No problem arsaib4 .
Have seen Koktebel last year in November in a smal russian film festival, and a good German filmcritic/historian gave a little speech about it, where he said, that he wanted Koktebel to have been in the Venice film festival instead of "The Return", but had some problems with "jurors" (or whoever decides this kind of thing) in russia, and he thought it was the best russian film of a "new" filmmaker. Don't remember what he said about it anymore, and sadly I didn't have time after the film to talk with the director who was present, so here are some of my own thoughts.
A slovenian reviewer used the expression (roughly translated) that it is an outstanding example of "didactic films for older children" russia was so famous for in the past, and which have disappeared since the Soviet regime broke down. This is meant in a VERY positive way, and this view describes my experience of the film perfectly.
We have a father son relationship, where the mother is missing, and the father has no job, so both go on a trip through russia to "Koktebel", a town somewhere in the southwest (i think). During their voyage which is on foot, both have several more or less strange encounters with people whom they ask for some food, or a shelter in the night. Some are good, some are bad, most remain ambiguous, and the son gets to learn more and more about the world he lives in. During the yourney which begins to drag on to long Koktebel begin to be some kind of magic words (like the land of OZ), where the son hopes for all problems to be solved, and a normal life with his father (who told him about relatives who live their and will help them). When the two at one point start living with a lonely woman, who begins a relationship with the also lonely father, the son becomes jealous, and the fathers promises of soon moving on become a lie during the months they spend there. So, in the end the son starts alone to continue his journey, and at the end of the film, we will have a very interesting conclusion in Koktebel. I won't tell anything more, so as not to spoil the movie, if you haven't seen it yet. This story and the events that happen, aren't central to the film, but are "only" used as a catalysator to let the viewer see different stages of the father-son relationship. That's really all the film is about, and it gets more difficult to follow and complex, because the film is told from the child's point of view, and there isn't much (significant) dialkogue. Almost every important thing is expressed through glances of the characters, their body-language, the look in their eyes, and through what the camera chooses to show us ,and what not. In this it very much resembles Zvyagintsev's "The Return", and also in the use of symbolism, which isn't as heavy , but no less important. On the technical side we have also some long takes, abrupt cutting, frequent use of ellipses, and lots of irritating and unexplained events (or that's the way they are presented). In some scenes there is even a surrealist touch (you'll remember a radio-scene ).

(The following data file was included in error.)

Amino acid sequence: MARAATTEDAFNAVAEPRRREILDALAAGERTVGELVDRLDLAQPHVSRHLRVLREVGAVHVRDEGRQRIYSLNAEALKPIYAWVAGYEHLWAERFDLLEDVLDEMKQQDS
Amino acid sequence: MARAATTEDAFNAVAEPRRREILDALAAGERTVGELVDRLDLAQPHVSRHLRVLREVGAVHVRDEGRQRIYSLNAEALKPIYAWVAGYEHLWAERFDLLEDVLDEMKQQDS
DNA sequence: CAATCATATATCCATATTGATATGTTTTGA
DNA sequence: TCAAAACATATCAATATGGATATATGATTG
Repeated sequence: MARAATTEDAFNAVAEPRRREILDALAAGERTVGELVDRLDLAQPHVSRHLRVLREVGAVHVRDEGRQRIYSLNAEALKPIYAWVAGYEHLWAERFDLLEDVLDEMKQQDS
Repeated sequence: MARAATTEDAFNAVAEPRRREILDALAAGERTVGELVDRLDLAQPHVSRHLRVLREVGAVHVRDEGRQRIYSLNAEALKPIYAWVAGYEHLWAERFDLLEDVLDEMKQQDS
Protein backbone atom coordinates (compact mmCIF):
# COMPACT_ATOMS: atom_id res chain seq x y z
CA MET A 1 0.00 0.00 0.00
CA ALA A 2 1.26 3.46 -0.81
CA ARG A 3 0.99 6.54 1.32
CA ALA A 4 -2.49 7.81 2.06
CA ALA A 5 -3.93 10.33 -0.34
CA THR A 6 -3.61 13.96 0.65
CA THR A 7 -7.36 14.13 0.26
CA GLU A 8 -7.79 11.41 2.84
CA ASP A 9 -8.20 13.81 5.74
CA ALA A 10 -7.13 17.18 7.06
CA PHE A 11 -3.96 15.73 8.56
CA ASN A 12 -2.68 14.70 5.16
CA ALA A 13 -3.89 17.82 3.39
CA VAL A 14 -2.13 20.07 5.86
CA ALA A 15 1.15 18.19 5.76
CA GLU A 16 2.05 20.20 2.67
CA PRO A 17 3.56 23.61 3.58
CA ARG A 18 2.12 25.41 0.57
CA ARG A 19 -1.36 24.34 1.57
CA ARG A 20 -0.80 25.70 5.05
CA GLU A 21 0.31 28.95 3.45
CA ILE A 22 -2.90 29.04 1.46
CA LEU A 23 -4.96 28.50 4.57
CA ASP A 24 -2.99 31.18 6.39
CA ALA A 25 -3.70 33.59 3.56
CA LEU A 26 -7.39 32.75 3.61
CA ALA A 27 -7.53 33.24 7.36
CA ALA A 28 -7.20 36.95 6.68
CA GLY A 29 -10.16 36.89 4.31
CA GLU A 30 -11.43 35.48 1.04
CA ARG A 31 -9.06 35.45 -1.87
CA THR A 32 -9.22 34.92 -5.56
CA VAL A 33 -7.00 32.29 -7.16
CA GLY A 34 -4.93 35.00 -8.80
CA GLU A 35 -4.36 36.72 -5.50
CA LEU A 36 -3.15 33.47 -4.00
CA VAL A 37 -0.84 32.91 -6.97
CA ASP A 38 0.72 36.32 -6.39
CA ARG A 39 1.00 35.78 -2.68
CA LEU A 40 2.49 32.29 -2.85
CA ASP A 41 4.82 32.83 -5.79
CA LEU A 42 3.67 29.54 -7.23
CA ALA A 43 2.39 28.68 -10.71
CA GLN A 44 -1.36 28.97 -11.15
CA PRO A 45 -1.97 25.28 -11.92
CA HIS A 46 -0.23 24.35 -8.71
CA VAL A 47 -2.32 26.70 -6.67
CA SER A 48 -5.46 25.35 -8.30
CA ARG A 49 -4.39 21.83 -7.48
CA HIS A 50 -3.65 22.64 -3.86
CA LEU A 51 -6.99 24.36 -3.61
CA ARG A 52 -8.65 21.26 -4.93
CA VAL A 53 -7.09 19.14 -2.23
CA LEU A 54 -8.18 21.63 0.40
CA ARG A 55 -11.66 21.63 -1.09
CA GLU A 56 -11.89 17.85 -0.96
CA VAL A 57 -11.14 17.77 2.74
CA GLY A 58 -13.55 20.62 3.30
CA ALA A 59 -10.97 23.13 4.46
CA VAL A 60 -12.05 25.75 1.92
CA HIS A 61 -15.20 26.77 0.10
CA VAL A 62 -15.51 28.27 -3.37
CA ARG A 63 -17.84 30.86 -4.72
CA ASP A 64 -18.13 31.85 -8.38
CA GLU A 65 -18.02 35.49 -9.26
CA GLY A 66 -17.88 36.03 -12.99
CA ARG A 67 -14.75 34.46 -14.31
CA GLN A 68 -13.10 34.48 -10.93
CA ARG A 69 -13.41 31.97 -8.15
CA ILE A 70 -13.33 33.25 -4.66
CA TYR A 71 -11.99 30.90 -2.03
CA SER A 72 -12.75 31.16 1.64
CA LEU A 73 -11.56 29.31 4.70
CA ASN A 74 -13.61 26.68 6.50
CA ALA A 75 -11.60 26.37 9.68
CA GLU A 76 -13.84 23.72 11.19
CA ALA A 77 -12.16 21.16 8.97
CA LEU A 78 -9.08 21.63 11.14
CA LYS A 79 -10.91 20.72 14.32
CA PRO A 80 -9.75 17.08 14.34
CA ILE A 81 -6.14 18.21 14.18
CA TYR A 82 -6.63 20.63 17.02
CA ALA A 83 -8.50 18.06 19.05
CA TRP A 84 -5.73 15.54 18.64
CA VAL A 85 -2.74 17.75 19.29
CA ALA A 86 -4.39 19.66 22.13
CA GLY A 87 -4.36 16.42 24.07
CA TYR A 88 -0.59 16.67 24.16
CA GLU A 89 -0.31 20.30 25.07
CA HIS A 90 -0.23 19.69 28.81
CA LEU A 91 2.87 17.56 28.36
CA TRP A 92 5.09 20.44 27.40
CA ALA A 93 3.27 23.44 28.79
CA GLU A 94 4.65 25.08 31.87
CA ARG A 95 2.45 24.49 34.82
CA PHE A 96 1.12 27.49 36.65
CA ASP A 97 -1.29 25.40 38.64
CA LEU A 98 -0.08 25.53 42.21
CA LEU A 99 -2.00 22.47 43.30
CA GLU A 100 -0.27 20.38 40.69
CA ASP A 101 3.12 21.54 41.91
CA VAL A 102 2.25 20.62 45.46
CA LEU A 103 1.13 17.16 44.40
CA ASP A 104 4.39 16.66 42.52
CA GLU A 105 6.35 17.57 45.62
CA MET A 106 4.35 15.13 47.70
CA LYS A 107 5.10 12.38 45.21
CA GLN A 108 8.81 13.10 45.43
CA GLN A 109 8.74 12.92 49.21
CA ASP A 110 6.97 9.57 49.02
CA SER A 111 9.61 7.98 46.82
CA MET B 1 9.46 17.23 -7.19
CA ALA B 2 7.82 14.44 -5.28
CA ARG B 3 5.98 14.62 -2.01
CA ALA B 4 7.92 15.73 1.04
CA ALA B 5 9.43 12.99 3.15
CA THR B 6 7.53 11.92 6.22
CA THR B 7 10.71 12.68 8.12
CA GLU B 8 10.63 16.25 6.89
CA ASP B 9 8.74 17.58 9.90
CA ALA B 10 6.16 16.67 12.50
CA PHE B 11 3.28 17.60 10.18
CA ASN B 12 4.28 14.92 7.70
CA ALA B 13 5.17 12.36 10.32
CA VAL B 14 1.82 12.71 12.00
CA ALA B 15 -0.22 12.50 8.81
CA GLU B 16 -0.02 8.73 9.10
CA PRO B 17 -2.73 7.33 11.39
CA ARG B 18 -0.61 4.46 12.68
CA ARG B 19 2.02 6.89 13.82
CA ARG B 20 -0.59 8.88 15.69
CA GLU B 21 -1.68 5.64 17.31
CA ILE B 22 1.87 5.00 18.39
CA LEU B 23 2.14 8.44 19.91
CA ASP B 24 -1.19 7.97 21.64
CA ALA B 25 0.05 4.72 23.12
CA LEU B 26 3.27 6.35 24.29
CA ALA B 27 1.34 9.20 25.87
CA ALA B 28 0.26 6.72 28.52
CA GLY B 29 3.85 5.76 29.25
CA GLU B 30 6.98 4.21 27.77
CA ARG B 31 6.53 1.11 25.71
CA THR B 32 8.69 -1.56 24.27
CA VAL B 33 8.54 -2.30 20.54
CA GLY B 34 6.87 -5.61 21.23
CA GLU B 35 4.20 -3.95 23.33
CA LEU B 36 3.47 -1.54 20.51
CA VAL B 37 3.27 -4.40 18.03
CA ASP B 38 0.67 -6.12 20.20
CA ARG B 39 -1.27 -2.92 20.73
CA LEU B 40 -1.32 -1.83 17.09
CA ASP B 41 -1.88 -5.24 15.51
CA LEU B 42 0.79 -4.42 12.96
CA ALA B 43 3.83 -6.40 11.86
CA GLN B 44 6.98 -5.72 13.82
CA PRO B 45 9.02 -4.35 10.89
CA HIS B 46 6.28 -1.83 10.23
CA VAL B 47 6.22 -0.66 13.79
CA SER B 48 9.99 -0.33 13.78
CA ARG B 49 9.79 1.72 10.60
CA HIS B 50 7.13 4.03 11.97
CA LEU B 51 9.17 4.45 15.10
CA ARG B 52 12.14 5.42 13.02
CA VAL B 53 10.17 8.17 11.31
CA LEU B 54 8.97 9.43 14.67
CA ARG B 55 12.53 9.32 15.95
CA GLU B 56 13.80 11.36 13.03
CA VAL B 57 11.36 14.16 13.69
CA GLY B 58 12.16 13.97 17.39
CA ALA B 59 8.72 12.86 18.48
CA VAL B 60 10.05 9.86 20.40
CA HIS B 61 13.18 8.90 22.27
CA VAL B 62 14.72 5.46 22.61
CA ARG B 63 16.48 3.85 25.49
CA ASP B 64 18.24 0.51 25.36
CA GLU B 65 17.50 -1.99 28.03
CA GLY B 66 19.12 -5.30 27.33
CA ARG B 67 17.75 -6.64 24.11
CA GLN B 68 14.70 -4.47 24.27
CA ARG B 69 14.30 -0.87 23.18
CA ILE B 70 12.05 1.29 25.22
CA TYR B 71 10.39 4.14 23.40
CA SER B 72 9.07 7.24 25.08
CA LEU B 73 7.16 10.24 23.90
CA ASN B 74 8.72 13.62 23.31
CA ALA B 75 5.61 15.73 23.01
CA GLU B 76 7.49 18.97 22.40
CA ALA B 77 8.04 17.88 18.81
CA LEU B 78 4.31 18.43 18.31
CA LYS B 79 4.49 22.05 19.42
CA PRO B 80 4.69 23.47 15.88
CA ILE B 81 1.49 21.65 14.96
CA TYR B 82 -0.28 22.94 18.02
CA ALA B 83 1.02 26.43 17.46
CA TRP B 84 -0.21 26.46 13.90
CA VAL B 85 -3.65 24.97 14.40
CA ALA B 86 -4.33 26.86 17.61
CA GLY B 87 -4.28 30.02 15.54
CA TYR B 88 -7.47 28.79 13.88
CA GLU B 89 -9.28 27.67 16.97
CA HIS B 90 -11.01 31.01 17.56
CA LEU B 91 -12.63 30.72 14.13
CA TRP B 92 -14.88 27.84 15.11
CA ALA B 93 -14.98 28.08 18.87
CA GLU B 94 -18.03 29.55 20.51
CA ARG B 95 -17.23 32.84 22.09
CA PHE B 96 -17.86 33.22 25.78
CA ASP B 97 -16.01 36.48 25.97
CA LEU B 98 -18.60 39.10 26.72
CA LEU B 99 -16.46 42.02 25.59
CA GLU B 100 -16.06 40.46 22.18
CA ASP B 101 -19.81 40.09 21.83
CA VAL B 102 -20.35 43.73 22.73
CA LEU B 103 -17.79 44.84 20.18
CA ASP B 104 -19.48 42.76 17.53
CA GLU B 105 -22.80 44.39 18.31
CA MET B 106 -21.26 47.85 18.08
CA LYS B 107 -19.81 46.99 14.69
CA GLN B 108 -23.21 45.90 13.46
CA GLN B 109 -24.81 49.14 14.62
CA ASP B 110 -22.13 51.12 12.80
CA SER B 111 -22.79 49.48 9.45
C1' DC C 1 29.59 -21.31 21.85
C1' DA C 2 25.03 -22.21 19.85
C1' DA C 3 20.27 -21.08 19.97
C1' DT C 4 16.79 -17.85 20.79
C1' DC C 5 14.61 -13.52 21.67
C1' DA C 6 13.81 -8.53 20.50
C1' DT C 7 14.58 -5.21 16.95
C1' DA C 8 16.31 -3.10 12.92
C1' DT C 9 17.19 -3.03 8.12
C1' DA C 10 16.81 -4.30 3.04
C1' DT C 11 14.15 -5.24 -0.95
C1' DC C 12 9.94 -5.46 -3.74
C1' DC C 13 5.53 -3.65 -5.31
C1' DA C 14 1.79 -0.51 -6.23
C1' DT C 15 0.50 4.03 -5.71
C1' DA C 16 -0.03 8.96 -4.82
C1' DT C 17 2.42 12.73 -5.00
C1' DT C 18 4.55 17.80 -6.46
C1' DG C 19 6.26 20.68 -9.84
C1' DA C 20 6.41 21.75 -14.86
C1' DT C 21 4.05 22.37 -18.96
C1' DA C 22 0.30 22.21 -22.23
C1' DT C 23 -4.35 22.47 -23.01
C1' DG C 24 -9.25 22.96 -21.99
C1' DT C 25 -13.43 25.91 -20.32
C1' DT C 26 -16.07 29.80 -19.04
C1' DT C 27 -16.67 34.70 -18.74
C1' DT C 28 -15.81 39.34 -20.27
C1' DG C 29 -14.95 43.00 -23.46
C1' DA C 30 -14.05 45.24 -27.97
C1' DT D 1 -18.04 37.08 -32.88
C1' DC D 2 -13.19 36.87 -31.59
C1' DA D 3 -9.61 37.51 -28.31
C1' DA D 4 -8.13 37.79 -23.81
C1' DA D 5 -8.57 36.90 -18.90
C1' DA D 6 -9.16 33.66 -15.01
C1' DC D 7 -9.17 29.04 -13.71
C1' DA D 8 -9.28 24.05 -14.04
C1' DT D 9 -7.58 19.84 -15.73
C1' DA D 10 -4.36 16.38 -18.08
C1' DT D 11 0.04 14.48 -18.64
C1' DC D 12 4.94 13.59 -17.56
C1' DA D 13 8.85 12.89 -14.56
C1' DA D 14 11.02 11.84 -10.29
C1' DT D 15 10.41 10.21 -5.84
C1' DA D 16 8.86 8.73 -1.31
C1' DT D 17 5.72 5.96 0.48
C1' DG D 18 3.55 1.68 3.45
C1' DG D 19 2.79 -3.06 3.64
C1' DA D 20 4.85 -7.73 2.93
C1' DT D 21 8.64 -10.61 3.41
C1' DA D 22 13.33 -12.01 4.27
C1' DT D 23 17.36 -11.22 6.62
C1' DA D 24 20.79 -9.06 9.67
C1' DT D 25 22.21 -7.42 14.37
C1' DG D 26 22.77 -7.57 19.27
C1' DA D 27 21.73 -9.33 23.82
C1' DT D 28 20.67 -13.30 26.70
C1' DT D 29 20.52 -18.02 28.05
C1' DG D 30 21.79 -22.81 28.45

I can thoroughly recommend it, and it is surely a great experience, if parents watch the film Together! with their children, and afterwards talk about it. I rated it *** / ****